The Missus gave me a look that said, "ok, now what?" But it was just a matter of what the Missus wanted to eat...I just went down the menu, and could pretty much tell Her what everything was. And yes, those prices are in soles. What made things complicated was that the Missus wanted everything that came out of the kitchen..."wow, that looks good, I want that....no...wait, that is what I want, no, no....pardon Senor, como se llama esto?"(To the Guy running the food to the tables) By then I had written down our order......and the band had started playing.
The Frutillada, the strawberry flavored Chicha de Jora served in pitchers filled from a huge plastic trash cans were flowing! The Missus didn't care for the taste of the fruit flavored Chicha, so we stuck with our standard...Inca Cola. And soon our food arrived!
I ordered the Chicharron:
Oscar had recommended the Lechon (Suckling pig), but it wasn't on the menu....I shoulda asked, because later on I saw it coming out of the kitchen! But this was just fine by me...seasoned and deep fried pork, you gotta love it. We had noticed that much of the meat in Peru is quite lean...except for the pork, goat, and lamb! There were four large chunks of pork, coming from different parts of the pig.....the best was the pieces of rib which were, slightly sweet, salty, and very rich! Along with some marinated onions, mint, and Aji, this was pretty good! It came with the standard corn, a favorite of the Missus, and Papas Amarilla...the flavorful yellow potatoes.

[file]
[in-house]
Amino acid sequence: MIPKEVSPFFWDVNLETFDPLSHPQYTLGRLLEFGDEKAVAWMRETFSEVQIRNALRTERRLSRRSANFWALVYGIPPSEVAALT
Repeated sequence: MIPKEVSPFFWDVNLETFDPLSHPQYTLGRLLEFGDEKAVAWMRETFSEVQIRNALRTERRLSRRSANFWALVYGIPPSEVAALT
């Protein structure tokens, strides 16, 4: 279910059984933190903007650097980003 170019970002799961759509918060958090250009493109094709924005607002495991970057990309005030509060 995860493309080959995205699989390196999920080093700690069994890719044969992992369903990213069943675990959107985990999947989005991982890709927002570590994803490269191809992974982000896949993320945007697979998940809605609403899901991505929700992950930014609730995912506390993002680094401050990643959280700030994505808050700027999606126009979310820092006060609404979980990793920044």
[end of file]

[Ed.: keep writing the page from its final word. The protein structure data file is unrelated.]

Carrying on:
But as good as the Chicharron was, it couldn't hold a candle to the Cabrito al Horno(roasted kid), that I ordered for the Missus, a certified Goat/Lamb/Mutton lover:
That photo doesn't do the cabrito justice....oh man, was this good! The meat was tender, and the rib pieces were tender enough to pull off the bone....but not mushy. The meat was seasoned with a simple, but flavorful rub, just enough to let the wonderful wildness of the cabrito come through! I had a taste, and the Missus asked me what I thought....."I loooove Cusco!"
Now this may be pub-grub...but I'll take this over almost anything! So what about the price? All together, including a "grande" Inca Cola, this was s/22....22 soles, a tad over 7 bucks! Funny thing, normally I could finish everything myself......but here we had leftovers, better for El Mayor I guess. So let's review the magic words....they are Cebicheria, Chicheria, Chicharroneria, and Picanteria. That's all you have to know.
I was curious about what a Picanteria was.....and most references said something like, "a Peruvian eatery serving traditional foods." I'll take that anytime!
A funny thing happened while we were eating. The two nice women in front of us, were a bit curious about who we were. They asked the Missus a few questions...and the Missus answered. After answering She told them "no habla Español". They cracked up, and one lady said to the other something along the lines of "she's telling me she doesn't speak Spanish, but she's talking to me in Spanish!"
You won't believe this, but it got even better from here, so stay tuned!